We’ve been traveling around the United Kingdom for just over two months now, and I have to say…
Thank God for the metric system!
And thank God for decimal-denominated money.
Luckily for us, we haven’t had to deal with guineas, crowns, shillings, farthings or any other extinct denominations of British money. The United Kingdom instituted decimalization in 1971, when the pound was made equivalent to 100 “new” pence.
Before that, the pound was divided into 20 shillings, each worth 12 pence. Other pre-decimal coins included the crown (worth five shillings), half-crown, florin (worth two shillings), sixpence, threepence, halfpenny and farthing. The farthing (worth ¼ penny) had been withdrawn in 1960.
Not that we haven’t had to make some small adjustments compared to our U.S. money denominations.
In Britain (England, Scotland, Northern Ireland, Wales and the Hebrides), the money is denominated in Pounds Sterling (no, it isn’t made of silver anymore) and pence. (Ireland uses the Euro, but that is also metric).
Current coinage includes one- and two-pence coins, 5 pence, 10 pence, 20 and 50 pence, as well as one- and two-pound coins (see the photo above). The 20- and 50-pence coins have seven rounded sides. The smaller denominations are round. Newer one-pound coins have 12 sides and are bi-metallic, as are the two-pound coins.
Some of the currently circulating one-pound coins are referred to as “old” pounds or “round” pounds, and they are slated to be retired later this fall (I’ll write more about that another time).
Currency comes in 5, 10, 20, 50 and 100-pound notes (though we haven’t seen anything larger than a 20, even when withdrawing several hundred pounds from a cash machine).
I must say, having so many different coin denominations has sometimes led me to have a very heavy pocket full of change. Especially since I’ve been trying to keep extra change on hand for paying bus fares as we travel around the country. I finally started keeping my one-and two-pound coins in one pocket, and all of the smaller denomination coins in the other pocket.
Just do the math(s)
Counting out change is a bit different when you have 20-pence coins instead of our U.S. quarters. Likewise, the two-pence coin (which is a bit larger than the quarter) seems a bit of an odd duck to my long-trained American brain. It all makes me think a little more (and do more math in my head) when paying for our groceries or bus fare.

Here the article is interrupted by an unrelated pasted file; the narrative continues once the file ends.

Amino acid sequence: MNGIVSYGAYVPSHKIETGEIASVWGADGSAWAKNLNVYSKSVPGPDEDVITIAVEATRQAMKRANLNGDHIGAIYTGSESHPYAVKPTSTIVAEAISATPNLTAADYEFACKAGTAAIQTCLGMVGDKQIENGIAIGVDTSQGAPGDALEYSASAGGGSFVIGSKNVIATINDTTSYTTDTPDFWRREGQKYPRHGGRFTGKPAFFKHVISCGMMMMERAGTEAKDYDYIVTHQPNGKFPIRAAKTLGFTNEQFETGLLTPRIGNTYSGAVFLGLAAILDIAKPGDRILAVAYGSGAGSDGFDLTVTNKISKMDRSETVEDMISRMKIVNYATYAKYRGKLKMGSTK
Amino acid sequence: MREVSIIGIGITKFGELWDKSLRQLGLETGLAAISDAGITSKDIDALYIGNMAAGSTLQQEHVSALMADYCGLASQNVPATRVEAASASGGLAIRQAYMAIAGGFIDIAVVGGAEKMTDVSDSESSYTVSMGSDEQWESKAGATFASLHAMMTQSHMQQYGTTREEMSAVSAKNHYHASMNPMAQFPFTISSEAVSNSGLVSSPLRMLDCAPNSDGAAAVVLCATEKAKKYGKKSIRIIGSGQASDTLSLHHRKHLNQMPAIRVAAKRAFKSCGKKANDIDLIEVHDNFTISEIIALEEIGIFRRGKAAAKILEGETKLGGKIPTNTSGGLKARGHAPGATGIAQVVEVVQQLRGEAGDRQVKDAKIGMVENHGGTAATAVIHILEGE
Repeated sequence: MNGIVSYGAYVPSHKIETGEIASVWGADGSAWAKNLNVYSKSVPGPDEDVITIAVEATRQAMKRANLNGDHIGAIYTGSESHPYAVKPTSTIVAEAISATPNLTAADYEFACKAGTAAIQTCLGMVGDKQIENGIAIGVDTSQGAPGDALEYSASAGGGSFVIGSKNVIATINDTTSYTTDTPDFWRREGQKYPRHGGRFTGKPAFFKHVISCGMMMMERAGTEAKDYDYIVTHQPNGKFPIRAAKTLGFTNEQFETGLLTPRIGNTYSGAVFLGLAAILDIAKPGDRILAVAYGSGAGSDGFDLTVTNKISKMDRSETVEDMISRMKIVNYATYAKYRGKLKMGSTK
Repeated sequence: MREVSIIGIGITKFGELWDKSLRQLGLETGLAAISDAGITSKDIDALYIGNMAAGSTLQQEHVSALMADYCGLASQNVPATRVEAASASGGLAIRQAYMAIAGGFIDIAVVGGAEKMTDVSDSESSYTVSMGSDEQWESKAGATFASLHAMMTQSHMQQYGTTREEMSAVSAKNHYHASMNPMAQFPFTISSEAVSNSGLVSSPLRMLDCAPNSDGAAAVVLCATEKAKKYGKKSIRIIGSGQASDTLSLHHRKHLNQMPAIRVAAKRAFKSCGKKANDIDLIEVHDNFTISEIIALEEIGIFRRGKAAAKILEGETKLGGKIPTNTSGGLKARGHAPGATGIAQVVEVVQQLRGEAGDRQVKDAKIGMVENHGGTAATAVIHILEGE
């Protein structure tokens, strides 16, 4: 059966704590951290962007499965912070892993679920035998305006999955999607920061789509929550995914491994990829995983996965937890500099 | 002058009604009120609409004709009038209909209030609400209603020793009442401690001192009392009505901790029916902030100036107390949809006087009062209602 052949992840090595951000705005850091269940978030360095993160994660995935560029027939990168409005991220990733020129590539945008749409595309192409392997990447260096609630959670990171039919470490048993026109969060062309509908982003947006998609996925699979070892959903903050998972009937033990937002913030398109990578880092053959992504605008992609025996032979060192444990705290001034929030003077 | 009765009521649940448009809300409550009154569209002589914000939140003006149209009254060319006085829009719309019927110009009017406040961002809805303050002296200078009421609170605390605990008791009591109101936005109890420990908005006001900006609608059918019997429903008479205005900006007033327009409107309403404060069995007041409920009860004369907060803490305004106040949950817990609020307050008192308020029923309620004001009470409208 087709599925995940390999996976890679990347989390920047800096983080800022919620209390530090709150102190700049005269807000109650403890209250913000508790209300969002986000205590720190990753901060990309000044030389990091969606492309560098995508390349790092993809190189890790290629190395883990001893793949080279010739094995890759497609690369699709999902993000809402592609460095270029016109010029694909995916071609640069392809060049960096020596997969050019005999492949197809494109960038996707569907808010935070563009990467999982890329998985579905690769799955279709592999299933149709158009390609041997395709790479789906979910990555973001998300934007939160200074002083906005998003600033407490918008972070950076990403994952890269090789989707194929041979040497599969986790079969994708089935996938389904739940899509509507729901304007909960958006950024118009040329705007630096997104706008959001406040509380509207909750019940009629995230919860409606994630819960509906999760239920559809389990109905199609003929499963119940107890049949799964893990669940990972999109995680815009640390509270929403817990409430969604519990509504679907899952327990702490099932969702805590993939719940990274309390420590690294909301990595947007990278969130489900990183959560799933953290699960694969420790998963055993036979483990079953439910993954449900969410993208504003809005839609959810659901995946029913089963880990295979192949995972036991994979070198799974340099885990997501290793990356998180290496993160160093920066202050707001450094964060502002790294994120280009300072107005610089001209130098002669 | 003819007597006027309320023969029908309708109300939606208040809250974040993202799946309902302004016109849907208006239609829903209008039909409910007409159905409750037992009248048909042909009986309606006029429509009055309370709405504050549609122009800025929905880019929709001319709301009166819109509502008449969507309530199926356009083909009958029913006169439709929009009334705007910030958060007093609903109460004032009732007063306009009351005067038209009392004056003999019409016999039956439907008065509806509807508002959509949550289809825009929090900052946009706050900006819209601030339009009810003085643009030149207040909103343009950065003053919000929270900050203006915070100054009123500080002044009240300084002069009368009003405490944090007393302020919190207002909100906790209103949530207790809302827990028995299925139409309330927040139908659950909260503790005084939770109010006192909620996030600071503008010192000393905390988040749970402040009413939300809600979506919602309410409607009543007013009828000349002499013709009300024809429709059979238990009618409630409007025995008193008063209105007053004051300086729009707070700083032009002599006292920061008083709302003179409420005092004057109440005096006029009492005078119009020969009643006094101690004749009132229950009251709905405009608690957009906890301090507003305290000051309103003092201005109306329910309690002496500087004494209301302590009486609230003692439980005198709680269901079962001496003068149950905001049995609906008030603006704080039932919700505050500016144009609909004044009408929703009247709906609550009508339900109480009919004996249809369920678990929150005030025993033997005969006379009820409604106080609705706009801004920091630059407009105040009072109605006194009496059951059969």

I do like the one- and two-pound coins, and I’m sure they have a much longer useful life than our American dollar bills (are you paying attention, Congress?).
Another thing I like is that the currency comes in different sizes, based on its value. The 20-pound note is the largest (slightly larger than U.S. currency), with the 10-pound note a bit smaller, and the five-pound note smaller still. The newest five-pound notes are actually made of a polymer plastic with lots of anti-counterfeiting measures built in (and a neat little transparent window through which you can see a holographic seal).
These polymer notes are the “meaty money” mentioned in the title above. Apparently one of the ingredients used in their production is beef tallow – yes, really!
This has caused an outcry from vegans and vegetarians, Hindus, Sikhs, animal rights groups and others who object to the use of animal products in the production of something everyone has no choice but to use.
According to a report by CNN, “one possible substitute, derived from palm oil, was rejected because of environmental and cost concerns.”
The report went on to say, “The bank said that tallow from roughly 50 cattle would be required to produce the 9.3 billion new £20, £10 and £5 notes that are needed over the next decade.”